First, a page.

Too many drinks, an unwise decision and death.
The combination of those three toxic ingredients left two small children without a mother nearby, and it left a handsome, vibrant young man to be mourned before his future ever began.
On a darkened night in 2010, Tiffany Isaza had left her home, leaving her children unattended, driving on APD 40.
Her system contained alcohol and methamphetamine, and her unwise decision resulted in traveling the wrong way on the bypass.
Dustin Ledford was leaving a local store where he was picking up bacon and eggs.
Within eight minutes, he was traveling east on the same road as Isaza when fate brought the two together in the most horrific of ways.
Isaza was going the wrong way.
Isaza’s vehicle crashed head-on into Ledford’s during the darkened hours of that July 10, 2010.
Isaza was severely wounded. Ledford was not to be as fortunate.
The 24-year-old young man died of his injuries a short time later.
Isaza was found guilty of vehicular homicide — her blood alcohol level being recorded at twice the legal limit — and child endangerment. She was sentenced to a decade behind bars.
She had served only two years of that punishment before she went before a parole board.
Parole was denied, but will be revisited this year.
Dustin’s parents do not see justice in that.
What they have been denied is their son, and they do not feel the person found responsible for his death will be denied her freedom long enough to pay for what she has done.
Kim and Danny Ledford, Dustin’s parents, began a campaign to argue for stiffer penalties for suspected drunk drivers.
Eventually, “Dustin’s Law” was born.
Motivated by the events of that July night almost four years ago, “Dustin’s Law” was introduced just over one year ago in the Tennessee State Legislature by state Sen. Todd Gardenhire and state Rep. Eric Watson.
Existing law states a person commits a Class A felony offense of aggravated vehicular homicide if the person commits vehicular homicide and the person: (1) Has two or more prior convictions for DUI, vehicular assault or any combination of such offenses; (2) has one or more prior convictions of vehicular homicide; or (3) had a blood-alcohol level of at least 0.20 percent at the time of the offense and has one prior conviction for DUI or vehicular assault.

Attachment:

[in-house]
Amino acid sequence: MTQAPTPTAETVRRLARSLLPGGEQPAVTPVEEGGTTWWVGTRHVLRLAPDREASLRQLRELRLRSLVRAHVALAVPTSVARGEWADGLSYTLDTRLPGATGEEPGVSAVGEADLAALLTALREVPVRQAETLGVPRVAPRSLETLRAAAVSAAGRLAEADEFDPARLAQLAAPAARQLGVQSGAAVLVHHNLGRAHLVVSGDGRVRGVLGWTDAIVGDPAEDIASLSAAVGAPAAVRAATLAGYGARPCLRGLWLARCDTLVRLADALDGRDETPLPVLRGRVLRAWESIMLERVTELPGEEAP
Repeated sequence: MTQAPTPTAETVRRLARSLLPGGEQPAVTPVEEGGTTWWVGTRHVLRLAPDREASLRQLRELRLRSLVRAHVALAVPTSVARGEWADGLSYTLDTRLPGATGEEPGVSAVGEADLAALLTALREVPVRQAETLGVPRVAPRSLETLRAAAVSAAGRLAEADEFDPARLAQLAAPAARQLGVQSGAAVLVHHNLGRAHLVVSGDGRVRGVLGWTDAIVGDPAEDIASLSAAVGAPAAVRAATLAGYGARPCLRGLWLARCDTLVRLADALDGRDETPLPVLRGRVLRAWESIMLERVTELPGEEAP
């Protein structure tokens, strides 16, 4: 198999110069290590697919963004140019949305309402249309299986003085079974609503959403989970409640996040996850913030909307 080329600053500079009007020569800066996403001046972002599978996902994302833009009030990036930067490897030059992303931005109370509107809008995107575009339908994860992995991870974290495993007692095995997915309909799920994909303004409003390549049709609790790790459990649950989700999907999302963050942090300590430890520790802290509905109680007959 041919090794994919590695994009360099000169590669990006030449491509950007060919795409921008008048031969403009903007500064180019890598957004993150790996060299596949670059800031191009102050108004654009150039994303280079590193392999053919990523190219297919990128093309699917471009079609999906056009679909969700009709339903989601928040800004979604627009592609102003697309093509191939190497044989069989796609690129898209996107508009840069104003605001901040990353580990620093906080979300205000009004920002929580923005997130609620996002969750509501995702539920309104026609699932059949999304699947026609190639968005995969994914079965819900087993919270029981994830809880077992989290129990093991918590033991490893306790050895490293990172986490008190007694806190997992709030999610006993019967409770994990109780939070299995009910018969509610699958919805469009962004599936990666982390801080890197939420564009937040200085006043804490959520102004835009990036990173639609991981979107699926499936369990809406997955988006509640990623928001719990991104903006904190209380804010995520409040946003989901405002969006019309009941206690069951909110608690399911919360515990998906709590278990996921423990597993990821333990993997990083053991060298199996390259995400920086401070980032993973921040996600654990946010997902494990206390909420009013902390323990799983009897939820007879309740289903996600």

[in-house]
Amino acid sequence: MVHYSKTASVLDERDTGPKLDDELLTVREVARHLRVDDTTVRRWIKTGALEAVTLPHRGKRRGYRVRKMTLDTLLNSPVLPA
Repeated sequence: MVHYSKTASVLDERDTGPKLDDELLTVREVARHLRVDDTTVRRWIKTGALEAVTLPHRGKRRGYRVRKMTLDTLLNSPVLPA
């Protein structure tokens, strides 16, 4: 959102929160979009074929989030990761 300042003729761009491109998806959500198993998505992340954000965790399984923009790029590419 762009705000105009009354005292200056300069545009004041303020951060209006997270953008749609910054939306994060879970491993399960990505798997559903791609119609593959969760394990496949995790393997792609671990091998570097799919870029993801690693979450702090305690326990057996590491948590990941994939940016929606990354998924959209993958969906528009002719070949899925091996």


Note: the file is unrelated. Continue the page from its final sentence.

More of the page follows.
“Dustin’s Law” would revise the offense described above in (3) to instead specify that a person would commit aggravated vehicular homicide if the person commits vehicular homicide and, at the time of the offense, the person had: (1) A blood-alcohol level of at least 0.20 percent or (2) A blood-alcohol level of at least 0.08 percent and any blood concentration of methamphetamine.
There were plenty of outpourings of support for the Ledfords and their efforts to pass the law.
But, as it always is with the uncertainty of state budgetary processes, it became all about the money.
The executive director of the Tennessee General Assembly’s Fiscal Review Committee produced a summary that was hopeful.
“The number of prosecutions for aggravated vehicular homicide will be offset by a reduction in prosecutions for vehicular homicide,” wrote Lucian D. Geise of the committee.
“It is assumed that the convictions for aggravated vehicular homicide will come from those offenses currently being prosecuted as vehicular homicide that would constitute aggravated vehicular homicide, as defined in the bill. Any impact on the caseloads of the District Attorneys General Conference, the District Public Defenders Conference or the courts can be accommodated within existing resources without an increased appropriation or reduced reversion.”